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I'm working on tunnelling the cajo rmi traffic through a SSH tunnel.

For that I have a server running an SSH deamon (apache Mina) and a client running an SSH client (Trilead SSH).

The shh connection between these machines can be established and by applying local and remote port forwarding I can tunnel rmi traffic, however this works only in the outging (to server) direction.

The setup:

Active SSH connection (port 22)
client: forwarding local port 4000, to remote host port 1198 (this traffic actually goes trhough the tunnel) server: forwarding server port 4000, to client port 1198 (this part of the tunnel is not being used by cajo)

The server exports an object using:

Remote.config(null, 1198, null, 0); 
ItemServer.bind(new SomeObject(), "someobject");

The client does an object lookup using:

ObjectType someObject =  (ObjectType)TransparentItemProxy.getItem(
                          "//localhost:4000/someobject", 
                          new Class[] { ObjectType.class });
logger.info(someObject.getName());

Port forwarding is invoked using the trilead ssh library on the client side:

conn.createLocalPortForwarder(4000, "Server-IP", 1198);
conn.requestRemotePortForwarding("localhost" 4000, "Client-IP", 1198);

When analysing the ip traffic between the two machines with WireShark, I see that the lookup is being redirected throug the tunnel, but the response is not. The respons is ordinarily send to port 1198 of the client.

How can I force the server to send the response of a remote invocation to a local port, in order to get it tunneled back to the client?

UPDATE: The problem here was that the ports for RMI objects are different then the registry port and therefore also need to be forwarded.

In short, client 10.0.0.1 makes lookup to //10.0.0.1:4000 which is forwarded to the RMI port on the server (through the tunnel). Subsequently the server responds to 10.0.0.1:1198 where I would like the server to send its traffic to its local port 4000 instead, in order to use the tunnel.

I have tried to fiddle with the cajo Remote.config(ServerAddress, ServerPort, ClientAddress, ClientPort) settings, however when I set the clientaddress to 10.0.0.1 or 127.0.0.1 for this method, I'm unable to get response back and I don't see any responding traffic at all...

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The response is sent back down the same connection the request came in on. Are you talking about a callback? –  EJP Nov 26 '11 at 23:36
    
Has he followed the details in the answer here? stackoverflow.com/questions/1734558/… - it seems as though he may be missing at least 1 divert –  Petesh Nov 27 '11 at 11:31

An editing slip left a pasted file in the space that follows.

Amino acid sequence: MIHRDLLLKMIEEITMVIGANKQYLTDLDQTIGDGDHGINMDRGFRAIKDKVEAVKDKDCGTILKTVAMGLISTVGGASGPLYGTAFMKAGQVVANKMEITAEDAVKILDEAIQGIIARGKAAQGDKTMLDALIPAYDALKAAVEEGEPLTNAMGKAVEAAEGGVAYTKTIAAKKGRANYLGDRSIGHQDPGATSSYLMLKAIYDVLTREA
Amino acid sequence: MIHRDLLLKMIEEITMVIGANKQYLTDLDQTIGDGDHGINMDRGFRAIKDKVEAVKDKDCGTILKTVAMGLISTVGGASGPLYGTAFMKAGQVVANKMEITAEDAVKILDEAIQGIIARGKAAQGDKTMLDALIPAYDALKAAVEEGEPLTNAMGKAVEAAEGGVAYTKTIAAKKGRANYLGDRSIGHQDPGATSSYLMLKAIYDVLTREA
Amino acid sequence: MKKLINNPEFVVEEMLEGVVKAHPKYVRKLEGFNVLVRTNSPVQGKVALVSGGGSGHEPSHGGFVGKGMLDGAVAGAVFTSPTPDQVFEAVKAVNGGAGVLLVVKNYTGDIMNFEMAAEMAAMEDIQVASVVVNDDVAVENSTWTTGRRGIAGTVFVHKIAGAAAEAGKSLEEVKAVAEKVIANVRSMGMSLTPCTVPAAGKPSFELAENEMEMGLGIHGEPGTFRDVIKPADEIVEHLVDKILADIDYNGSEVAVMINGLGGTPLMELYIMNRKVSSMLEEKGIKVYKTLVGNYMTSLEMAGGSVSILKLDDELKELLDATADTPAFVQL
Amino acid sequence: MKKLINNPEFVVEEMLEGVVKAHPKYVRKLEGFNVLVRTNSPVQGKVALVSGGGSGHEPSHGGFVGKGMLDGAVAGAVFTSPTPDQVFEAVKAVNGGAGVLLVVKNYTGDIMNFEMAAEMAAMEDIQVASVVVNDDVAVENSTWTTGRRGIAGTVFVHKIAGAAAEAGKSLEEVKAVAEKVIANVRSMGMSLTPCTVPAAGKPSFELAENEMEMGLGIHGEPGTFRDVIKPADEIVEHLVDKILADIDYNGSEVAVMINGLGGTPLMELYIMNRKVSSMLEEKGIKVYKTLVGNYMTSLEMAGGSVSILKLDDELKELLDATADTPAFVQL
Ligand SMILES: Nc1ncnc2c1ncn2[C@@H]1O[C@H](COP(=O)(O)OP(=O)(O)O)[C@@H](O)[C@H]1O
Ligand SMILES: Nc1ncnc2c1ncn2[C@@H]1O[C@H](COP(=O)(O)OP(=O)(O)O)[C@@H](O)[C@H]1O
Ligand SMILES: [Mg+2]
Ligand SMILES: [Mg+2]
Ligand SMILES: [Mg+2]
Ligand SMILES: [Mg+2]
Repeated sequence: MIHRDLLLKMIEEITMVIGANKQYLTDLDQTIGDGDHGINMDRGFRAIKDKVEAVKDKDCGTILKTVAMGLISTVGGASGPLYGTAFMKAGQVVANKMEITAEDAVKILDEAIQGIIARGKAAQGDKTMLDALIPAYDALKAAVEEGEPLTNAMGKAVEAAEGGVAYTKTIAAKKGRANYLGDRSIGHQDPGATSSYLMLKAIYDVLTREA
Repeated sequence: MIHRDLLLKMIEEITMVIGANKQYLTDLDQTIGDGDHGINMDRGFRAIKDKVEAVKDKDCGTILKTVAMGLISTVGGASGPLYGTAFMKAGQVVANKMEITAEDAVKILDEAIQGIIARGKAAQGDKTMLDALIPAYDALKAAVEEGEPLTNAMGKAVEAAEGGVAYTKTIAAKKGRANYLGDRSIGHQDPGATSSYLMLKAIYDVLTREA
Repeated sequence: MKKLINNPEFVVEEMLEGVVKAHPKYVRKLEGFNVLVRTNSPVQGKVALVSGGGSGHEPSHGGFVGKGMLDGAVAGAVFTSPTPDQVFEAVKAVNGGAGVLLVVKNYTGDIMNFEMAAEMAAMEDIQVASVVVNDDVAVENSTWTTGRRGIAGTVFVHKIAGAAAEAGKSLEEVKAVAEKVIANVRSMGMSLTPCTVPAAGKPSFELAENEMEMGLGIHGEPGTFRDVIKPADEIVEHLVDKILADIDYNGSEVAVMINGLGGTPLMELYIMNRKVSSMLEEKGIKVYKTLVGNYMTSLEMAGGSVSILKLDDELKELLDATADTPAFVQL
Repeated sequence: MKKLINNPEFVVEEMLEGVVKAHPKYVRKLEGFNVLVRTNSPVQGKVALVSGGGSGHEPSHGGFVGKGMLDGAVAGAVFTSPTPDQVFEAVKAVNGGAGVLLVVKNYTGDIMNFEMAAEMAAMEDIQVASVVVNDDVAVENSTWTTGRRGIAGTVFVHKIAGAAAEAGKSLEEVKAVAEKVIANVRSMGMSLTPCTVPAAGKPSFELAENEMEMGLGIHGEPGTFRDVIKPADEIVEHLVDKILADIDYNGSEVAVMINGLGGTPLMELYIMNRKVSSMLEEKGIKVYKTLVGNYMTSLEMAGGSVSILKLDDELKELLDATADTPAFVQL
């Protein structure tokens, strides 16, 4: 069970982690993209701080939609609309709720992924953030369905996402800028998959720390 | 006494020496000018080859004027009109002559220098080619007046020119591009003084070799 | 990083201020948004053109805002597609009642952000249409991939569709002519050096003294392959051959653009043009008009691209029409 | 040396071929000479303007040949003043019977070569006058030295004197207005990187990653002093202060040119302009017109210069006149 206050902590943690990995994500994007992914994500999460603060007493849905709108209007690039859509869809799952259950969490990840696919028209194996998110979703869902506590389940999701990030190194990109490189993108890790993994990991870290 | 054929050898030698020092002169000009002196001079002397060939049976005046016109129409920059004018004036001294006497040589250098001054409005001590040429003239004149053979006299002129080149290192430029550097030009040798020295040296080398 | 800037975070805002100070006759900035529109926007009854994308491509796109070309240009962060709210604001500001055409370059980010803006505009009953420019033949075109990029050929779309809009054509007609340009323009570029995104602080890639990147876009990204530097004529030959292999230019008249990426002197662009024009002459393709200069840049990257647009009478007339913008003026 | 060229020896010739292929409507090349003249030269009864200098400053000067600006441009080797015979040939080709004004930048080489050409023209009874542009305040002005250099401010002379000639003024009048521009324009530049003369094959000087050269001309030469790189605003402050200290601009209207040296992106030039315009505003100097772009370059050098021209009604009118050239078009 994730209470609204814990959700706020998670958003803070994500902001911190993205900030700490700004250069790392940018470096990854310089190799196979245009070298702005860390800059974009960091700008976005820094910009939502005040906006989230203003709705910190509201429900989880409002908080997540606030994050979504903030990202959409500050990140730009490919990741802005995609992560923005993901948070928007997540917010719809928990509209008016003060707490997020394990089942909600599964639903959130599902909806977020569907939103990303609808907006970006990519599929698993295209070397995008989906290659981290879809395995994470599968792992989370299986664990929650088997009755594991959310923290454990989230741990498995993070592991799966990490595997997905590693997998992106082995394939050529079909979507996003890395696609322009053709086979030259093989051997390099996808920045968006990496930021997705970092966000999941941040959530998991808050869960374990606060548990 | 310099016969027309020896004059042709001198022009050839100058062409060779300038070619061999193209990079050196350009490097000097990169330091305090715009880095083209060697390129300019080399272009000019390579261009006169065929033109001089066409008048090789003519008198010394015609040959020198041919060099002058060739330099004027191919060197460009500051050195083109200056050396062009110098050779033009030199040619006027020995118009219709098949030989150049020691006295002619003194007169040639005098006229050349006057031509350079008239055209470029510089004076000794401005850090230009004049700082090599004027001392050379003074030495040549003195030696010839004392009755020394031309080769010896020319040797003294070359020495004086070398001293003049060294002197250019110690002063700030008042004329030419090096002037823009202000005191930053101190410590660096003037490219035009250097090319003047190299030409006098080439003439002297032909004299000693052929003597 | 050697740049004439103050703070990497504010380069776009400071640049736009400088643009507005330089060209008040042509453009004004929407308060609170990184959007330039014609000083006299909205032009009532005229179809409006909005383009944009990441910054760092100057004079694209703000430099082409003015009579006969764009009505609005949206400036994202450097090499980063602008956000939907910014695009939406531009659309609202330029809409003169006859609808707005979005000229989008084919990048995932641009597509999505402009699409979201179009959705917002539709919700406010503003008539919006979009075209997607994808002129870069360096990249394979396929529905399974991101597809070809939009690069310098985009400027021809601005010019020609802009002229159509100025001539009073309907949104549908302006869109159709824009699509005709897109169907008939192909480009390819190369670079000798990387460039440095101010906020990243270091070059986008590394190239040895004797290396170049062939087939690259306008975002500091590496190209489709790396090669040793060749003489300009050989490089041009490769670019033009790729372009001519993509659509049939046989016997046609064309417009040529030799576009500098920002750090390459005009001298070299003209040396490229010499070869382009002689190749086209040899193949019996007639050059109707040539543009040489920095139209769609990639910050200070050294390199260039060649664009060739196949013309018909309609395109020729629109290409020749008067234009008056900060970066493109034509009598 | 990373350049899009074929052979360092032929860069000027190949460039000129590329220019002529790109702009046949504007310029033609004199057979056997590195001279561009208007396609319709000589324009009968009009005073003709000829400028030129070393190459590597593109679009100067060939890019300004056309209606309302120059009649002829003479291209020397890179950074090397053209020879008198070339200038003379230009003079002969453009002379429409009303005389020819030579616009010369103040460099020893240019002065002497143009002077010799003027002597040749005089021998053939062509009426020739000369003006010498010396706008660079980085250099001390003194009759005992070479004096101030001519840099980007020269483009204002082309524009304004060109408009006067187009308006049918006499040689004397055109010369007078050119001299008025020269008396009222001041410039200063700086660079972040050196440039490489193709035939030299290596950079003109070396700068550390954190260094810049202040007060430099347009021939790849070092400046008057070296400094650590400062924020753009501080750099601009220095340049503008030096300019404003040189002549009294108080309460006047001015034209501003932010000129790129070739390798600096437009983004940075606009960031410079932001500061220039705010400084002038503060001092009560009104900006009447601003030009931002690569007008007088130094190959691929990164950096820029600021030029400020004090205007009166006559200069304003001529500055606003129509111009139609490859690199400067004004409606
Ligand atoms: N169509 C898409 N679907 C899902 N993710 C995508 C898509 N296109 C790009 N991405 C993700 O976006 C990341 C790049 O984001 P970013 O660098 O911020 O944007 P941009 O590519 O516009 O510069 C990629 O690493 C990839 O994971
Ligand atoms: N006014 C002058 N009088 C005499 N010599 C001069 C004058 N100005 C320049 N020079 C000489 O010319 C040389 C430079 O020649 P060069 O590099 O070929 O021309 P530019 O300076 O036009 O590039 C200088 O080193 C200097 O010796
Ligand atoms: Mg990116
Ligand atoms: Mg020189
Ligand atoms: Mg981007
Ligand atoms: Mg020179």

Thank you Petesh and EJP, I'm rethinking my design. Probably the RMI registry is running on a different port than the RMI server. To customize the RMI server port I think I need to implement a custom socket facktory as described here: javaranch.com/journal/2003/10/rmi-ssh_p1.html –  Jan Staal Nov 28 '11 at 22:50
    
In the mean time I have found a class named ClientProxy and ProxyItem from which I think were meant to serve as an intermediary layer... –  Jan Staal Nov 29 '11 at 17:13

1 Answer 1

up vote 2 down vote accepted

I did find a solution to this problem, in which I omitted the cajo framework from the setup and use pure java rmi. This makes things more transparent.

On both client and server I placed a security policy file: C:\server.policy

grant {
permission java.security.AllPermission;
};

Then on the server, set security permissions and start registry on desired port:

System.setProperty("java.rmi.server.hostname", "127.0.0.1");            
System.setProperty("java.security.policy","C:\\server.policy");
System.setSecurityManager(new RMISecurityManager());
new SocketPermission("*:1024-", "accept,connect,listen");      
createRMIRegistry(Property.getProperty("rmi.registry.port"));

Notice the hostname 127.0.0.1, this makes sure we are always pointing to localost,

  • this tricks the client in thinking the object got from the remote registry is local and then connects to its local forwarded ports.

On the client I give the same permissions as above, I don't start the register, but bind an extra socket factory to use for the registry lookup.

RMISocketFactory.setSocketFactory(new LocalHostSocketFactory());

This socket factory creates a SSHClientSocket to the localhost ssh port (to the remote registry).

The remote objects are exported with a custom ClientSocketFactory, which is therefore implemented on the clientside. (On the serverside it needs to be disabled, otherwise you will ssh to your own machine :$)

It then creates a ssh socket and port forwarder on the fly.

public class SSHClientSocketFactory implements RMIClientSocketFactory, Serializable {

public Socket createSocket(String host, int port) throws IOException {
    try {    
    Connection conn = new Connection(hostname, 22);
    conn.connect();
    boolean isAuthenticated = conn.authenticateWithPassword(username, password);
    LocalPortForwarder lpf1 = conn.createLocalPortForwarder(port, serverAddress, port);
        return new Socket(host, port);
    catch (Exception e) {System.out.println("Unable to connect")};
}

}

This automatic port formwarding ensures that whatever port is being used to bind an RMI object, it goes through the SSH tunnel and points to localhost for that.

Remote port forwarding is not needed for this setup.

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I have now revised the above approach. I needed a little extra configurability on the server side. So I changed the sshd's ChannelDirectTcpip in order to programatically resolve the name of my host address to 127.0.0.1. –  Jan Staal Dec 8 '11 at 22:27

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